13. The one or more computer-readable media of claim 11, wherein receiving a user-initiated action applied at the surfaced representation comprises:
detecting an instruction to alter rights to the resources; and
detecting a selection of users whose rights with respect to the resources are affected upon implementing the manipulation to the properties of the resources.
14. The one or more computer-readable media of claim 11, wherein surfacing representations of the resources at a UI display comprises rendering a collective view of the resources in a hierarchical format, wherein the hierarchical format is intuitively navigable for an individual resource stored at a particular targeted location of the one or more target locations, and wherein the hierarchical format is searchable for the individual resources by exploring content associated with the resources within the scope of the library.
15. The one or more computer-readable media of claim 11, wherein the method further comprises verifying that framework of the library is operably coupled to each of the one or more target locations.
16. The one or more computer-readable media of claim 15, wherein verifying that framework of the library is operably coupled to each of the one or more target locations comprises:
identifying as unavailable the resources that reside at targeted locations, of the one or more target locations, that are decoupled from the framework, and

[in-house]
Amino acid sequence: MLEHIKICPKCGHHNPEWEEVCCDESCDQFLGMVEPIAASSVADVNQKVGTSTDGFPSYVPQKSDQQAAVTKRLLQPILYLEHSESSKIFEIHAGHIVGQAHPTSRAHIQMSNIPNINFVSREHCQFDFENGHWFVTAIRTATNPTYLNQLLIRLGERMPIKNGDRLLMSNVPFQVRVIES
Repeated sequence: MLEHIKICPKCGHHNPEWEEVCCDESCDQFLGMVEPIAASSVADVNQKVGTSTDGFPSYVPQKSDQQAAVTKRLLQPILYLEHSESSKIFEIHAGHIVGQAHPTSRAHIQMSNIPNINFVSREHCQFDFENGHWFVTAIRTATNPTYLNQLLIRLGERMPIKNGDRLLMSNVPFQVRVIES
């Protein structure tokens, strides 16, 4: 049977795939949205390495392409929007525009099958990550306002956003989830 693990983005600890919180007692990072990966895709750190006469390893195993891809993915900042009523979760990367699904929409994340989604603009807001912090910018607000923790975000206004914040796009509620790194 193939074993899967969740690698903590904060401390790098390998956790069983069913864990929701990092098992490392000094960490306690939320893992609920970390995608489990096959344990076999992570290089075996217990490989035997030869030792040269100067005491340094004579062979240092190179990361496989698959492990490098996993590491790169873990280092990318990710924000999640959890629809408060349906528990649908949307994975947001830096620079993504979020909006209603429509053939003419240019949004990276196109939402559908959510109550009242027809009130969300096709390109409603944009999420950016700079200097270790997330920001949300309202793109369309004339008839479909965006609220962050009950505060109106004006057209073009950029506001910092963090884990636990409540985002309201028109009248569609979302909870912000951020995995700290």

filtering the identified resources from being considered a candidate for automatic manipulation.
17. The one or more computer-readable media of claim 11, wherein automatically manipulating the properties of each of the resources comprises:
interrogating the one or more targeted locations within the scope of the library to identify system paths to each of the resources residing therein; and
concurrently acting on the properties of the resources by tracing the system paths thereto.
18. The one or more computer-readable media of claim 11, wherein the method further comprises surfacing an indication of whether the manipulation is successfully applied to the properties of each of the one or more resources.
19. The one or more computer-readable media of claim 11, wherein automatically manipulating the properties of each of the resources comprises:
performing at least one of the following operations: sharing the resources, regularly backing-up the resources, encrypting the resources, or syncing the resources upon detecting a connection with a suitable device; and
updating a library-configuration state to reflect the operations performed upon the resources.
Description
CROSS-REFERENCE TO RELATED APPLICATIONS

Not applicable.

STATEMENT REGARDING FEDERALLY SPONSORED RESEARCH OR DEVELOPMENT

Not applicable.

BACKGROUND